Last Fall NBC launched the hit, "This Is Us" staring Mandy Moore as Rebecca Pearson and Gilmore Girl's star Milo Ventimiglia as Jack Pearson, along with costars Sterling K. Brown, Chrissy Metz, and Justin Hartley. Over 10 million viewers are tuning in weekly to watch the Pearson family drama. That's a lot of people. I'm guessing a lot of white people. I am guessing this because I am one of them.
So why does it matter? What's wrong with white people loving this show? Absolutely nothing…as long as we understand, we are not really watching the Black experience. We are not even watching the white experience with Blackness, and we are most definitely not watching the Black experience with whiteness. In a time of Black Lives Matter and Pro-Refugee movements, white people are chomping at the bit to be involved, to do something, to "save". White people not only want to be known as one of "the good white people," but the ones with "with black friends."
Most white people (self included) want to do all of this, from the comfort of our white neighborhood, our white schools, our white protests, and our white community potlucks. I am one of those well meaning white people who attends events, that while important and deserving of attendance…are mostly white. I actually can't remember the last time I was the racial minority in a room. Perhaps a week ago when I went to Dim Sum…it was an extremely non-threatening situation for me, let me tell you. I also was there for delicious food and brought all my white friends. I wasn't the racial minority in the room because it was my only chance to do my banking that day, receive a quality education, or get access to organic food. When I do those things my race is reflected all around me.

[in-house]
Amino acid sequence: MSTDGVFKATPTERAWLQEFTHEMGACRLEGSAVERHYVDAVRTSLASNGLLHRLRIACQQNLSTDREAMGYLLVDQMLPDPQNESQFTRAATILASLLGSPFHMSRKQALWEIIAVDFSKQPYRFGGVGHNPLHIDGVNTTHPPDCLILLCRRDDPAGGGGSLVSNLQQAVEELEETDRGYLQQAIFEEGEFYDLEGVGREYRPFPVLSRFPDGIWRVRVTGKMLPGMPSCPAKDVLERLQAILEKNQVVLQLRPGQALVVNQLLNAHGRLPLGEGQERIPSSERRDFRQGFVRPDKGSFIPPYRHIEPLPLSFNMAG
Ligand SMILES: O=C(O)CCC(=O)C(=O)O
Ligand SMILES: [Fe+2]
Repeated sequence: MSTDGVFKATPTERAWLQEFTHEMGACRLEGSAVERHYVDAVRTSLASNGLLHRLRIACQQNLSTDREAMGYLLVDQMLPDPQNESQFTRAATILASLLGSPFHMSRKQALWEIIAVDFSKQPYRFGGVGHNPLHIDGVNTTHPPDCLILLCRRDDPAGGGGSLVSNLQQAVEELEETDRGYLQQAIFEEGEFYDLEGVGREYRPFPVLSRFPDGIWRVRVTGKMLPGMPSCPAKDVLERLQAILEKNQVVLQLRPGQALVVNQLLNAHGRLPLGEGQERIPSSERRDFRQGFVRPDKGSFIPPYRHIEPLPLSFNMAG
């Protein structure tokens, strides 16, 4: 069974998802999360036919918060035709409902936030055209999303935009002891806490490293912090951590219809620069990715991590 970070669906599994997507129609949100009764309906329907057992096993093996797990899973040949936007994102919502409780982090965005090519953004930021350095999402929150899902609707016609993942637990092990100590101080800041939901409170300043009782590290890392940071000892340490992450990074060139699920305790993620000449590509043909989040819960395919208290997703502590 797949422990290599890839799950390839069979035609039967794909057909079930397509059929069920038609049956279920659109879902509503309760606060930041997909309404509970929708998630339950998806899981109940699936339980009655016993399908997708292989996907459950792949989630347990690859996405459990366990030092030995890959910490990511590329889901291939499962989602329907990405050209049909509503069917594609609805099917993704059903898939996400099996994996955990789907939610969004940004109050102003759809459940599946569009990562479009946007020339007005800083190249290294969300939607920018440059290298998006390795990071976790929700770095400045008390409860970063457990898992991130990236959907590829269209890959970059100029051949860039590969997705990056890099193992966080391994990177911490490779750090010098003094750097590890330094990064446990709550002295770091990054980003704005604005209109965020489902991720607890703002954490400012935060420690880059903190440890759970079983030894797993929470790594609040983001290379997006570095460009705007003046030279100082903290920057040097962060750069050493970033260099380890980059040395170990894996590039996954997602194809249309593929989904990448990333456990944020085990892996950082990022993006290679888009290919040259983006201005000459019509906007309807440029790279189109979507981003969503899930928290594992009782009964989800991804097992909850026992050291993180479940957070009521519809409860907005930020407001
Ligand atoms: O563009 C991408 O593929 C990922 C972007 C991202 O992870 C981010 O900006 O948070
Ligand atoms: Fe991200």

So what does this have to do with This Is Us? This Is Us allows white people to interact with Black people in the safety and comfort of a white world. The main Black character, Randall on the show was adopted into the all white Pearson family and speaks and acts of course just like his adopted white siblings. Randall is married to a Black woman who was raised by a Black family, but currently resides with Randall and their children in an affluent white neighborhood, and sends their kids to what the characters describe as a white school. The other Black characters on the show are poor, destitute, and plagued by addiction, further stereotyping people of color as victims of their own self-sabotage and in need of a white savior. The white characters in the show are seen as benevolent colorblind quirky kind people who are in fact the saviors.
Don't get me wrong. I love watching this show. I love that Rebecca Pearson seemingly allows me to daydream about blissful multiracial adoption with minor bumps, lost love, and a world where Black people have just as much freedom as long as well meaning white people just "share a little". I watch it, because I see myself reflected, a complicated white woman who means well, loves hard, and mothers with an animal instinct. That being said, it's as real of a world as Harry Potter and fails to ask white people to acknowledge their whiteness, their privilege, and their power. It's a show I imagine people of color watching and thinking, 'wow…white people still just don't get it' because in this show, we don't. It's a fairytale that I plan on continuing to watch…in disbelief.
By Rachel Hall, Rachel has a Masters in Cultural Gender Studies, and a BA in Communication & Culture, is a Certified Life Coach, and can often be found hiding in her laundry room from her two children. More about her on her website.
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